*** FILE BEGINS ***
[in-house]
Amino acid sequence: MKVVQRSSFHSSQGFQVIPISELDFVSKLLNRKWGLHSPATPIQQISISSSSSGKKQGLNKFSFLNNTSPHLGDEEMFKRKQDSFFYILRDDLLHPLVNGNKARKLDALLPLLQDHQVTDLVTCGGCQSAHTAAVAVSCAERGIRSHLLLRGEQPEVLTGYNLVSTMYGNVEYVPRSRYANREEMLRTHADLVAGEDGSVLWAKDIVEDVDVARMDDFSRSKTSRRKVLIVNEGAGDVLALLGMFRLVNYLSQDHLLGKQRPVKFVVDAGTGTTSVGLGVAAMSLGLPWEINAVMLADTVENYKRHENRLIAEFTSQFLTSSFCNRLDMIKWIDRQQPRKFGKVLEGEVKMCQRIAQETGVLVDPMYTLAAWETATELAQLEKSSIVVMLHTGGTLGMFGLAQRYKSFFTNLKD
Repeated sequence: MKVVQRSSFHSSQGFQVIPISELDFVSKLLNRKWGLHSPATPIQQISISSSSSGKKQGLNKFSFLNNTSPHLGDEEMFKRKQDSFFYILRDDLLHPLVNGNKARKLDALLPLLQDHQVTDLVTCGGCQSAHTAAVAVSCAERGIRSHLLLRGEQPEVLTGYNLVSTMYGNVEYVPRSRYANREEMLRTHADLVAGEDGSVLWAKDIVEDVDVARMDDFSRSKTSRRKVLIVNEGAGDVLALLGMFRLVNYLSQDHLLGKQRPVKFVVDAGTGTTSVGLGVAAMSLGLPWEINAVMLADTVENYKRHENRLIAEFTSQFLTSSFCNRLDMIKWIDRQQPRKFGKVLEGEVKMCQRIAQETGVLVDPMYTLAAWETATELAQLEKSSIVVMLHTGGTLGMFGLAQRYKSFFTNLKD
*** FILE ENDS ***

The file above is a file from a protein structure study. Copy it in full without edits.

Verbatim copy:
[in-house]
Amino acid sequence: MKVVQRSSFHSSQGFQVIPISELDFVSKLLNRKWGLHSPATPIQQISISSSSSGKKQGLNKFSFLNNTSPHLGDEEMFKRKQDSFFYILRDDLLHPLVNGNKARKLDALLPLLQDHQVTDLVTCGGCQSAHTAAVAVSCAERGIRSHLLLRGEQPEVLTGYNLVSTMYGNVEYVPRSRYANREEMLRTHADLVAGEDGSVLWAKDIVEDVDVARMDDFSRSKTSRRKVLIVNEGAGDVLALLGMFRLVNYLSQDHLLGKQRPVKFVVDAGTGTTSVGLGVAAMSLGLPWEINAVMLADTVENYKRHENRLIAEFTSQFLTSSFCNRLDMIKWIDRQQPRKFGKVLEGEVKMCQRIAQETGVLVDPMYTLAAWETATELAQLEKSSIVVMLHTGGTLGMFGLAQRYKSFFTNLKD
Repeated sequence: MKVVQRSSFHSSQGFQVIPISELDFVSKLLNRKWGLHSPATPIQQISISSSSSGKKQGLNKFSFLNNTSPHLGDEEMFKRKQDSFFYILRDDLLHPLVNGNKARKLDALLPLLQDHQVTDLVTCGGCQSAHTAAVAVSCAERGIRSHLLLRGEQPEVLTGYNLVSTMYGNVEYVPRSRYANREEMLRTHADLVAGEDGSVLWAKDIVEDVDVARMDDFSRSKTSRRKVLIVNEGAGDVLALLGMFRLVNYLSQDHLLGKQRPVKFVVDAGTGTTSVGLGVAAMSLGLPWEINAVMLADTVENYKRHENRLIAEFTSQFLTSSFCNRLDMIKWIDRQQPRKFGKVLEGEVKMCQRIAQETGVLVDPMYTLAAWETATELAQLEKSSIVVMLHTGGTLGMFGLAQRYKSFFTNLKD